Saalfeld Fairy Grottoes

From Wikipedia, the free encyclopedia
Jump to navigation Jump to search
Saalfeld Fairy Grottoes
140823 Märchendom Saalfelder Feengrotten.jpg
"Fairy Kingdom" (Märchendom) in the Saalfeld Feengrotten.
Map showing the location of Saalfeld Fairy Grottoes
Map showing the location of Saalfeld Fairy Grottoes
Location Saalfeld, Thuringia, Germany
Discovery 1910
Geology Alum
Access public
Lighting electric

The Saalfeld Fairy Grottoes (in German: Saalfelder Feengrotten) are caverns or grottoes of a former mine near Saalfeld, in the German state of Thuringia.[1]

They have long been famous for their countless colorful mineral formations (speleothems) formed over many years by water dripping through relatively soft rock. Since 1993, the Guinness Book of World Records has termed the Feengrotten "the most colorful cave grottoes in the world".[2]


The caverns consist of three chambers connected by galleries. In the first chamber, information is presented about the history of the mine — in the 16th to 19th centuries an alum shale mine that was closed in 1850 but opened for sightseeing in 1914.[3] The historical background includes information about environmental radiation treatments formerly offered there until such treatments were found to be hazardous.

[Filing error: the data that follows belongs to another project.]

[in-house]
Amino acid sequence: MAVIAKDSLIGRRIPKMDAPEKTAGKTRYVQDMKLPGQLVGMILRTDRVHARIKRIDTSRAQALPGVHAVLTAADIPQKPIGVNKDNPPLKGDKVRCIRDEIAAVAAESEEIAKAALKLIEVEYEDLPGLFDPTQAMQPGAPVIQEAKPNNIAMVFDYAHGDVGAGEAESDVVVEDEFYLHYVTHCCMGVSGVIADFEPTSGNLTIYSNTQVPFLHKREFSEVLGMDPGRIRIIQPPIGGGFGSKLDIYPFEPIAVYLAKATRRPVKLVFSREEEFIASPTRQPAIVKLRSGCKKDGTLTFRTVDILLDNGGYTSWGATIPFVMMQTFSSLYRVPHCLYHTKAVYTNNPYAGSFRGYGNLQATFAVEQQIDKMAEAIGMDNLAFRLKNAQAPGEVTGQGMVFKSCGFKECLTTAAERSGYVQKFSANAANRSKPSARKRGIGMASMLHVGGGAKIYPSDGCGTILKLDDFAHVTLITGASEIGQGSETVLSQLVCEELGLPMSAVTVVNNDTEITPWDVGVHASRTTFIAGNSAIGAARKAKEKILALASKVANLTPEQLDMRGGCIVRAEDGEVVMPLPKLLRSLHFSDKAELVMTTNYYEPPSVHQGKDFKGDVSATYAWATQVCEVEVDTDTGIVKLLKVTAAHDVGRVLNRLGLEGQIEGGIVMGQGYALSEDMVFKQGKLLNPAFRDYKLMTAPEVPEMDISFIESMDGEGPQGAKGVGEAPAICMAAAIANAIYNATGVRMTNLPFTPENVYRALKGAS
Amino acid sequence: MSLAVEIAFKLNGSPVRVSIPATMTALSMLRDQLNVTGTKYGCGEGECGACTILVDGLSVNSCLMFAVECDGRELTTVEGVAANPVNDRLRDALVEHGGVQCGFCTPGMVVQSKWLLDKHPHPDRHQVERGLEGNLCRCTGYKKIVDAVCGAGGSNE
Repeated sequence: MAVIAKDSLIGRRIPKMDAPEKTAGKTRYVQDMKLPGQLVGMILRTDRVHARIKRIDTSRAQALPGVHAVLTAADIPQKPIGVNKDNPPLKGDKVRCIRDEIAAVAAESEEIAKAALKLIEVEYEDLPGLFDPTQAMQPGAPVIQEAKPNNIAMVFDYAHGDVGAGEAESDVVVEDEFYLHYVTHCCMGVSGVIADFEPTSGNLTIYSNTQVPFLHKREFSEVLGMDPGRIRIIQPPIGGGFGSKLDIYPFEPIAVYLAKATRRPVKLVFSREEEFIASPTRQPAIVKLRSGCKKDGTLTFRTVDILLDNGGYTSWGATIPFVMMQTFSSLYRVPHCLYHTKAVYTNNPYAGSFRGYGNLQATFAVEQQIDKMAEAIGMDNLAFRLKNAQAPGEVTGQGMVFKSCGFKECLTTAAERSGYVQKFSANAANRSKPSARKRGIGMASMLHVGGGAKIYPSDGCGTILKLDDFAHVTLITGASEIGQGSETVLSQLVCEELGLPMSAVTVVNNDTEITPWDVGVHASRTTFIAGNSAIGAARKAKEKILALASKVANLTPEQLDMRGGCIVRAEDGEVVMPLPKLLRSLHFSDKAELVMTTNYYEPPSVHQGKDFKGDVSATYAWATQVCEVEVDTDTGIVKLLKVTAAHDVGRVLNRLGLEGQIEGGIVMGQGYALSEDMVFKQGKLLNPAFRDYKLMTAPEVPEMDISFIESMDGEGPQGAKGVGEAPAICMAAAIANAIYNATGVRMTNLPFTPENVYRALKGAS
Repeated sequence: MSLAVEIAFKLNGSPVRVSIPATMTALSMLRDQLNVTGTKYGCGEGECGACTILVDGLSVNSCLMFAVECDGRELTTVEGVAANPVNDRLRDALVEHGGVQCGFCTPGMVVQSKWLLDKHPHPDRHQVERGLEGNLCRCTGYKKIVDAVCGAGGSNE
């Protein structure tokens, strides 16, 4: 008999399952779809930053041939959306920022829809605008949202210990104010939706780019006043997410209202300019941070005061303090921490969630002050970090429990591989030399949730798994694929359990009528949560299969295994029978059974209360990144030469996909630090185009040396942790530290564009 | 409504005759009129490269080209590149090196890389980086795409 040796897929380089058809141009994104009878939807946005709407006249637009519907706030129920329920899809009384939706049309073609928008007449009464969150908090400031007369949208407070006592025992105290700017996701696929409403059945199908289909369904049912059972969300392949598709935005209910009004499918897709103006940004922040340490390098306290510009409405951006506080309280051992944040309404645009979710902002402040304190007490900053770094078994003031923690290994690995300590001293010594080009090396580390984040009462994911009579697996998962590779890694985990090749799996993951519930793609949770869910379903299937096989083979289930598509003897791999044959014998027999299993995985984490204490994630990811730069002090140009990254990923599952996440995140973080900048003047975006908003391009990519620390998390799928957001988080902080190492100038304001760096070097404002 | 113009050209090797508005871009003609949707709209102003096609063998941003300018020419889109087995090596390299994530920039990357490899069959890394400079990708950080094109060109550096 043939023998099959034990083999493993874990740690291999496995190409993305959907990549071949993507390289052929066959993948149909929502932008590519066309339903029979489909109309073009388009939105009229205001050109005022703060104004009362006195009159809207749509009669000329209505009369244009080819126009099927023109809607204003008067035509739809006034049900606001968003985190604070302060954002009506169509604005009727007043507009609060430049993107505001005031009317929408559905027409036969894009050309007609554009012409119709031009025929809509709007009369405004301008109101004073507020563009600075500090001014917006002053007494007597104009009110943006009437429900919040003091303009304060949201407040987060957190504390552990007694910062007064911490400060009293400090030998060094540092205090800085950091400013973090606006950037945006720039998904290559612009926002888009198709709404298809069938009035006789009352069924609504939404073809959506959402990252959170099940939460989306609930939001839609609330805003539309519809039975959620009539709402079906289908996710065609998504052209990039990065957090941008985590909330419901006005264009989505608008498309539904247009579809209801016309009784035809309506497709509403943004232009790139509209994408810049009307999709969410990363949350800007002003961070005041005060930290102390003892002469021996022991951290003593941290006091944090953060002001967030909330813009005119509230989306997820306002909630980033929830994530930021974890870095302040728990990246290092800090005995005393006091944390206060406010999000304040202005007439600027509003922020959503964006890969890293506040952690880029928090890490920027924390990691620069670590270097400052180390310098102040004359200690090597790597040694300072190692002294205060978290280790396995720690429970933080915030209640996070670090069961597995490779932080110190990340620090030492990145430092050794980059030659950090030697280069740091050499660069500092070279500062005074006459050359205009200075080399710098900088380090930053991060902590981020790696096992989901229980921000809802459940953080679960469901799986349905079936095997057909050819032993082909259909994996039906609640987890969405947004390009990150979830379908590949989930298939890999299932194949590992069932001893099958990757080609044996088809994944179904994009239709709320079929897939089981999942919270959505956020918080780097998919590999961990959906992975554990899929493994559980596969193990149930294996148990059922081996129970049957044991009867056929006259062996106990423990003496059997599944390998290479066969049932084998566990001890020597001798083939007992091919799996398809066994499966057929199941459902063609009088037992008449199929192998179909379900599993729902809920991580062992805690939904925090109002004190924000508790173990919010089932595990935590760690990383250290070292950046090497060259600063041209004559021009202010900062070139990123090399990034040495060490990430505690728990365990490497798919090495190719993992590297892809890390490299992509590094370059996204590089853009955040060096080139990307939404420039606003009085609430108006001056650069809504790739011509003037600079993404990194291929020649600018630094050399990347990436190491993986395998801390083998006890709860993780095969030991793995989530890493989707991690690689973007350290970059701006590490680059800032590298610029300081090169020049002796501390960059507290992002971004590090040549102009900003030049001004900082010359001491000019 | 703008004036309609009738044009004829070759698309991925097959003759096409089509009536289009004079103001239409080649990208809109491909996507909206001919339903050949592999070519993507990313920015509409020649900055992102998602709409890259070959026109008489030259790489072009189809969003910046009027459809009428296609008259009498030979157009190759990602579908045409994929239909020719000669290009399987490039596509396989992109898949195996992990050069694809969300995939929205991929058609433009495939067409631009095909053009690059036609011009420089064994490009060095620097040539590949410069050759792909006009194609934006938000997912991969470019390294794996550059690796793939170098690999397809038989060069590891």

In the second chamber is found the source of the mineral-laden water that formed colorful stalagmites, stalactites and other shapes over the centuries. The third chamber contains the famed "Fairy Kingdom" (Märchendom), featuring a variegated grouping of deposits that, illuminated by theatrical lights and reflected in a perfectly still pool of water, is thought to resemble miniature castles and other buildings.


Historically, alum was employed in a range of medicinal products, as a food preservative, to clarify water and to finish cloth. However, in the 19th century more effective chemical compounds were developed, and alum ceased to be a profitable mining product. By the 20th century, the Feengrotten had been largely forgotten. But in 1910 the old mine was rediscovered and explorers took note of the fantastic mineral deposits that had accumulated over the geologically short period of three centuries.

In 1913 the third chamber with the "Fairy Kingdom" was discovered, and shortly before the outbreak of World War I in 1914 tours began to be offered to the public.[3] At that time a pavilion with café was opened that remained in use in the following decades — including the post-World War II German Democratic Republic, which categorized the Feengrotten as an official Sehenswürdigkeit (point of Interest) of the GDR, open to foreign tourists. Following German unification, the pavilion was renovated beginning in 1998, and new facilities were added.

Between 1914 and 2007, more than 20 million people visited the grottoes, which annually draw an average of 160,000 visitors.


See also[edit]


  1. ^ "Feengrotten". Saalfelder Feengrotten und Tourismus GmbH. Retrieved 13 November 2015. 
  2. ^ "Feengrotten". Lonely Planet. Retrieved 13 November 2015. 
  3. ^ a b "Saalfeld Fairy Grottoes Show Mine". Thuringian Ministry for Economic Affairs, Science and DigitalSociety. Retrieved 13 November 2015. 

External links[edit]

Coordinates: 50°38′06″N 11°20′29″E / 50.63500°N 11.34139°E / 50.63500; 11.34139